I've heard that the members of the band Yo La Tengo got the group's name from a wonderful anecdote often told by baseball's best language guy, Roger Angell. The story is about bad defense, about the bumbling '62 Mets (they lost an all-time record 120 games!), about the early days of Spanish-speaking players - and (after all) about language.
There's a web page honoring Elio Chacon, the Mets' Venezuelan shortstop that year, a mediocre player at best. On this page are some loving comments about Elio, including one that quickly retells the famous story, so let me defer to this fellow for the summary:
My favorite Met story of all-time involves Elio Chacon. Stop me if you've heard this one... It seems that in 1962, Chacon and CF Richie Ashburn were having a communications problem. On short fly balls they would inevitably collide even after Ashburn would scream "I got it!" After the third or fourth time this happened Ashburn takes Chacon aside and asks him, "Elio, how do you say 'I got it!' in Spanish?" Chacon replies, "yo la tengo!" So the next day a batter hits a short fly to center field. Chacon runs out and Ashburn runs in and Ashburn yells, "yo la tengo! yo la tengo!" So Chacon backs off. Ashburn gets set to make the catch -- and left fielder Gus Bell smashes into him!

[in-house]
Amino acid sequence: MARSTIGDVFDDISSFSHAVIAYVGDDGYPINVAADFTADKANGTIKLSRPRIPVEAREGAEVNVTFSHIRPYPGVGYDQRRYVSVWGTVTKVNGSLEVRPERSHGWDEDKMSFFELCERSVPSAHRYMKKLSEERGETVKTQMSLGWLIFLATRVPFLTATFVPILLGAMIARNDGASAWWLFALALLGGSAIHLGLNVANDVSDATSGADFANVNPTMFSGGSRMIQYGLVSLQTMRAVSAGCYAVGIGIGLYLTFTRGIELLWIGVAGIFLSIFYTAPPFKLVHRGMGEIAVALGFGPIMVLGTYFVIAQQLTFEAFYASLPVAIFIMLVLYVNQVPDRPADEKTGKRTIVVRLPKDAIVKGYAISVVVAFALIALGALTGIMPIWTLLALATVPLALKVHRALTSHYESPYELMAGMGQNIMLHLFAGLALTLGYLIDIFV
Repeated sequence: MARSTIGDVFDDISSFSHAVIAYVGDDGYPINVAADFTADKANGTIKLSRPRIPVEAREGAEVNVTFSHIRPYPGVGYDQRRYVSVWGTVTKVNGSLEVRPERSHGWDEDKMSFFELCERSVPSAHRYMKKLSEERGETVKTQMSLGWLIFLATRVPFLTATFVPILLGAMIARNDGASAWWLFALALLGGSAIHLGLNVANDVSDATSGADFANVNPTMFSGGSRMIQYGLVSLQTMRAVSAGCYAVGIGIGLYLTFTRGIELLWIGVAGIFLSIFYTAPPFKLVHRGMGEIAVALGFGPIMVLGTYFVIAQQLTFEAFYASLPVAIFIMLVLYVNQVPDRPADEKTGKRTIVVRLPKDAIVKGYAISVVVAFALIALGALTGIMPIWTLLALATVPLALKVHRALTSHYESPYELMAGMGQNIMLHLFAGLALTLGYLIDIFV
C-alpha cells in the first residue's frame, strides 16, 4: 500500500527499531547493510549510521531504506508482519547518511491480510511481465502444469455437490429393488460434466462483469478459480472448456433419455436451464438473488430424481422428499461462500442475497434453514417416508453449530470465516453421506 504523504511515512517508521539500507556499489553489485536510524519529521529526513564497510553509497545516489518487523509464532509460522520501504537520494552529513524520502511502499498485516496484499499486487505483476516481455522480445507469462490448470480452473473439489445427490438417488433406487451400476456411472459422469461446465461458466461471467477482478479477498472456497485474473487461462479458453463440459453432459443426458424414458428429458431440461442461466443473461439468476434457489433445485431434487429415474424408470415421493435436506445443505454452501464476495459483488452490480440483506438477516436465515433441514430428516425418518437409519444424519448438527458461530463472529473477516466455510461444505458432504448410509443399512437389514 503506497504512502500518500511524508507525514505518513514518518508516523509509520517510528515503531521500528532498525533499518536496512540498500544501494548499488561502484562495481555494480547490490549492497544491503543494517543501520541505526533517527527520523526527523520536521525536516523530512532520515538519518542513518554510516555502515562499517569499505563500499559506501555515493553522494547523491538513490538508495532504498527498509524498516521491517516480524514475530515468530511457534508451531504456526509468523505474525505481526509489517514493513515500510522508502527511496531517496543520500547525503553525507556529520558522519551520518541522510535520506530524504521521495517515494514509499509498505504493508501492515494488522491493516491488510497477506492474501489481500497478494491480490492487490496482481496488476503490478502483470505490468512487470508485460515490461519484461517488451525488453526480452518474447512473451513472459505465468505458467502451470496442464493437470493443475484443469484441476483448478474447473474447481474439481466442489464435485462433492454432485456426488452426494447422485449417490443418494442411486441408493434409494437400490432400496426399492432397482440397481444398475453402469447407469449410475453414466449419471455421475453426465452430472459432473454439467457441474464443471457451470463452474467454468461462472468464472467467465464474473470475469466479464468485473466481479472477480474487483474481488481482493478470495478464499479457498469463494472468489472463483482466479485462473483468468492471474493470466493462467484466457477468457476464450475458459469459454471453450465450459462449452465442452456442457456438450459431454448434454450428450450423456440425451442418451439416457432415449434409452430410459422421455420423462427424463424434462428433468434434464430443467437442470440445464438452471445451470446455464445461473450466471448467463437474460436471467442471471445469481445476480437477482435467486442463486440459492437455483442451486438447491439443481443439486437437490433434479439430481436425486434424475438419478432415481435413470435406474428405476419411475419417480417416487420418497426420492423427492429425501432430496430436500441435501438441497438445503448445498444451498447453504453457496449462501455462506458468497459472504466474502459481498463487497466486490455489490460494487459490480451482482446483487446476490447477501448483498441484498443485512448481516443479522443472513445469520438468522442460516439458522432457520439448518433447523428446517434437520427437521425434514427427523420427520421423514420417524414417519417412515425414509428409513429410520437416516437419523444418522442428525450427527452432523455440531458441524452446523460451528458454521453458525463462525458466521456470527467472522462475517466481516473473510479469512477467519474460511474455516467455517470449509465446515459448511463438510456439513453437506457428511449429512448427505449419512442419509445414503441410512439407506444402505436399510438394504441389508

In the great Ken Burns 9-part (9 innings, 9 parts) documentary Baseball, Angell re-tells the story. Here's the Angell excerpt (audio only).
As some readers of this blog already know, I had the huge pleasure of hosting Angell's visit to the Writers House a few years ago. There are video and audio recordings of his talk and my hour-long interview with him the next day. Go here. Earlier I wrote something about Angell's wonderful appreciation of the most intimidating pitcher of all time, Bob Gibson.